diagnostic medical sonographer

What is an ultrasound?

An ultrasound scan is a medical test that uses sound waves to make dynamic live images from the inside of body. It’s also known as ultrasonography. An ultrasound allows the physician to see problems with organs like bladder, brain (in infants), eyes, gallbladder, kidneys, liver, ovaries, pancreas, spleen, thyroid, testicles, uterus and blood vessels and tissues without needing to make an incision.

Why an ultrasound is performed?

Often people associate ultrasound scans with pregnancy. The scans provide a mother with the images of her unborn child. What are the other uses of ultrasound? Your physician may order an ultrasound to investigate the cause of pain, swelling, or other symptoms that require an internal view of your organs. An ultrasound is also a helpful to guide surgeons during certain medical procedures, such as biopsies-getting tissue sample.

What is the preparation for an ultrasound?

The steps taken to prepare for an ultrasound depend on the area or organ that is being examined. There may a requirement to fast for eight to 12 hours before your ultrasound, especially if your abdomen is being examined. Undigested food can block the sound waves, making it difficult to get a clear picture. For an examination of the gallbladder, liver, pancreas, or spleen, you may have to eat a fat-free meal the evening before your test and then to fast until the procedure. However, you can continue to have water and take any medications as instructed. For other examinations, you may be asked to drink a lot of water and to hold your urine so that your bladder is full and gives a better window to view the uterus and ovaries.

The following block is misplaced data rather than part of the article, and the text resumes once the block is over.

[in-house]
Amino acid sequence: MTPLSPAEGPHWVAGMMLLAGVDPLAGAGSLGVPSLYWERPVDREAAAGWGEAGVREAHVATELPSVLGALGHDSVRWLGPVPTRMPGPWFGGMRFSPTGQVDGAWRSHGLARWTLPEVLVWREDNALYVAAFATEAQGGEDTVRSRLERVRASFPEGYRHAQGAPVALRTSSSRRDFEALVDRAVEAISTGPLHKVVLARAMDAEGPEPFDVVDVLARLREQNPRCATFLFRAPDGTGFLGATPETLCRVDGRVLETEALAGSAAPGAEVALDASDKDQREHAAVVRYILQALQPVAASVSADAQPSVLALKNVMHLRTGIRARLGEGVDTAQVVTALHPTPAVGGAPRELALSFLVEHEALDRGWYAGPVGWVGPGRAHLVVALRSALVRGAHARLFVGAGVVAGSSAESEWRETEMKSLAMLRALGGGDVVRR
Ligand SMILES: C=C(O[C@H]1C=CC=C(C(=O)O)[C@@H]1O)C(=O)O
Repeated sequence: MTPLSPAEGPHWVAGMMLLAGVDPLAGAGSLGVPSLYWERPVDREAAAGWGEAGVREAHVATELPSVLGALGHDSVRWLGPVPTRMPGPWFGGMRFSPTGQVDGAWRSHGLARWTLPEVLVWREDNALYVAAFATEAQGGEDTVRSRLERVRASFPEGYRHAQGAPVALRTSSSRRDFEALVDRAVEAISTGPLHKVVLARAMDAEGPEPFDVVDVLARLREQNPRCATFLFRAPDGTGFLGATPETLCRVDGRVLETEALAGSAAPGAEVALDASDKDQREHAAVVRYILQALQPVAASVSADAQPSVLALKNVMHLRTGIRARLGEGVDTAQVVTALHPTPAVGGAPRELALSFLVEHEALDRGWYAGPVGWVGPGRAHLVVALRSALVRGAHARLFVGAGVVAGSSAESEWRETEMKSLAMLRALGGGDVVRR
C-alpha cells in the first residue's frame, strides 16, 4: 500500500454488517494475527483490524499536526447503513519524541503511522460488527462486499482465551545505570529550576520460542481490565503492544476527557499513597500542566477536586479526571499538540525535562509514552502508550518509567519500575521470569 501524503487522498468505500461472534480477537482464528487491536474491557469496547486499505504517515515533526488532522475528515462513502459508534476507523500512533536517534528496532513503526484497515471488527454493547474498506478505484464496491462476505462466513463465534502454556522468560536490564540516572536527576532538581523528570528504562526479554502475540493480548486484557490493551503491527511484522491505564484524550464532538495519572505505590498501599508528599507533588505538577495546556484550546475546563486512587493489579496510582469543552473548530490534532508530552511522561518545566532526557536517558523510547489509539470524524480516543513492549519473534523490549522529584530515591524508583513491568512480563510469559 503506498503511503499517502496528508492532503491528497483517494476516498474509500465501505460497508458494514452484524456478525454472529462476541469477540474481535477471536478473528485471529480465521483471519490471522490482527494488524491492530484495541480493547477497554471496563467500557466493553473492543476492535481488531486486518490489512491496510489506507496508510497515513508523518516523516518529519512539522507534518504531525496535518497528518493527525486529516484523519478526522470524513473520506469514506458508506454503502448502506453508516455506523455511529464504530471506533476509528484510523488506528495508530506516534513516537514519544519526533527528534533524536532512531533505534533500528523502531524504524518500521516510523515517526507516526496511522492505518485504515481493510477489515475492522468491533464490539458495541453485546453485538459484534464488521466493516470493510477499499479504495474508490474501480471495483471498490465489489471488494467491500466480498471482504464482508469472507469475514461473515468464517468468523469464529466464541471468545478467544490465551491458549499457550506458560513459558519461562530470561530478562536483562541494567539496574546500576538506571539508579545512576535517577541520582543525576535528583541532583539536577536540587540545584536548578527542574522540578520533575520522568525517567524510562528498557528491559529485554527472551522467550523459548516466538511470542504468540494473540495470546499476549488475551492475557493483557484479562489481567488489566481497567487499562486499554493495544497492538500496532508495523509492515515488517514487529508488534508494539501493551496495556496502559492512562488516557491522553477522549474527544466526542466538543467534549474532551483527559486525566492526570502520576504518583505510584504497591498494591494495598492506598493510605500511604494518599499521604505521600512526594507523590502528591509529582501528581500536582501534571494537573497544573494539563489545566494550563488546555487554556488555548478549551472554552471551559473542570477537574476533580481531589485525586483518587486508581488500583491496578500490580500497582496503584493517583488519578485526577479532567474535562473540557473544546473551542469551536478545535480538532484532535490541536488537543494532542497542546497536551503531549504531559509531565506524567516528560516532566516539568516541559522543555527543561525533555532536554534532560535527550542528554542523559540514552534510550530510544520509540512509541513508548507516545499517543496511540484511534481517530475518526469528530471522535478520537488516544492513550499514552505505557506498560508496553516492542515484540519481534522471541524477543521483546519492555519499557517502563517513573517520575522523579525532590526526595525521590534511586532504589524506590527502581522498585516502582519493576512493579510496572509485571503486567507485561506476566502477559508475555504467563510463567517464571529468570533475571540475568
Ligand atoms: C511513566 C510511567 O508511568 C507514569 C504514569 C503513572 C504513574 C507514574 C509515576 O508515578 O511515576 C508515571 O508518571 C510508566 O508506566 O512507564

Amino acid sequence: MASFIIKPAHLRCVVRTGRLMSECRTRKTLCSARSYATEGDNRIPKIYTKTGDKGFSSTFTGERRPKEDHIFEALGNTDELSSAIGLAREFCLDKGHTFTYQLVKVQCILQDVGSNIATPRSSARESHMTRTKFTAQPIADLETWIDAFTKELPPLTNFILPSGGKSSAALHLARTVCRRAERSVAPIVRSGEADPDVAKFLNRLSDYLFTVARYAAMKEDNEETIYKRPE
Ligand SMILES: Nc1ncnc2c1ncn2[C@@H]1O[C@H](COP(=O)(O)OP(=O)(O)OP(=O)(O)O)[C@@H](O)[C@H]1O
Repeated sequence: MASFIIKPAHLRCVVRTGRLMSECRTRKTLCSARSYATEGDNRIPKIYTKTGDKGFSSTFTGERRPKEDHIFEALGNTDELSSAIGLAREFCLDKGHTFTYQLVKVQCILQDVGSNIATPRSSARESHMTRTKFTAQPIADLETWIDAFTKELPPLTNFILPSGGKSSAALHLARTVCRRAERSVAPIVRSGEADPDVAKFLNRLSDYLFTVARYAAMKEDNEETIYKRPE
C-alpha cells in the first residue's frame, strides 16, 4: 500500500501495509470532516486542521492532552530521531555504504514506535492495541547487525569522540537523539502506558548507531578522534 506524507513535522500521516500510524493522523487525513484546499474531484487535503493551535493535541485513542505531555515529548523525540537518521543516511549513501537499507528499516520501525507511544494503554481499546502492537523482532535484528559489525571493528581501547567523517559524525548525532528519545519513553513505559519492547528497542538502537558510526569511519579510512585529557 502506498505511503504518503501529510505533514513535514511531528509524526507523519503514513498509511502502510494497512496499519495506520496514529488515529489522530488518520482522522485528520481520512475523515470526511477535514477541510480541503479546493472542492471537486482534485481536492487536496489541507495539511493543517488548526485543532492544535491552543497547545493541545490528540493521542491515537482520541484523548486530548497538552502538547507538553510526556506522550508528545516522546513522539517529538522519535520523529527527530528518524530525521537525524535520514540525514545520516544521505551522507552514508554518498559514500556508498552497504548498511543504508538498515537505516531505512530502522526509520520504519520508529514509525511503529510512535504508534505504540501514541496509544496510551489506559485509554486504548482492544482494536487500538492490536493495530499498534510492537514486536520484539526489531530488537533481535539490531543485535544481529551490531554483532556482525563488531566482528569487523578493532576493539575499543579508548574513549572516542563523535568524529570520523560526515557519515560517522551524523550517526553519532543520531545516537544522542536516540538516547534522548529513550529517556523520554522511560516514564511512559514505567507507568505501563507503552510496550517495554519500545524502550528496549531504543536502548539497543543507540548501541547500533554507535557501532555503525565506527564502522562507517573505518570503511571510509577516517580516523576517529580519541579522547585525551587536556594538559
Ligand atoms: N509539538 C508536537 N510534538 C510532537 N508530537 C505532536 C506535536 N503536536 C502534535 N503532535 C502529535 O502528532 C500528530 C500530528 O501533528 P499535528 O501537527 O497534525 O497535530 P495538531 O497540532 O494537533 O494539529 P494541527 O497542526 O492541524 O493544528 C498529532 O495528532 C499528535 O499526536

It is advisable to tell your diagnostic medical sonographer about any prescription drugs, over-the-counter medications, or herbal supplements that you take before the exam. Follow instructions and ask any questions you may have before the procedure.

 

What are the benefits of Ultrasound?

An ultrasound carries minimal risks. Unlike X-rays or CT scans ultrasounds use no radiation. For this reason, they are the preferred method for examining a developing fetus during pregnancy. Making it to be a highly sensitive investigation to pick up a pathology.

How an ultrasound is performed?

Before the exam, you might be asked to change into a hospital gown. You may be lying down on a table with a section of your body exposed for the test. A diagnostic medical sonographer, will apply a special lubricating jelly to your skin preventing friction and providing a medium for sound to travel from ultrasound transducer on your skin. The transducer has a similar appearance to a microphone. The transducer sends high-frequency sound waves through your body. The waves echo as they hit a dense object, such as an organ or bone. Those echoes are then reflected back into a computer. The sound waves are at too high of a pitch or high frequency for the human ear to hear. They form a picture on the ultrasound screen which can be interpreted by the doctor. Depending on the area being examined, you may need to change positions so that diagnostic medical sonographer can have better access. After the procedure, the gel is cleaned off of your skin. The whole procedure typically lasts less than 30 minutes, depending on the area being examined. You will be free to go about your normal activities after the procedure has finished.

What happens after an ultrasound test?

Following the exam, the images are reviewed and checked for any abnormalities. The findings are recorded in a special report. Should anything abnormal turn up on the ultrasound which requires a further work, you may need to undergo other diagnostic techniques, such as a CT scan, MRI, or a biopsy sample of tissue depending on the area examined. If your doctor is able to make a diagnosis of your condition based on your ultrasound, they may begin your treatment immediately.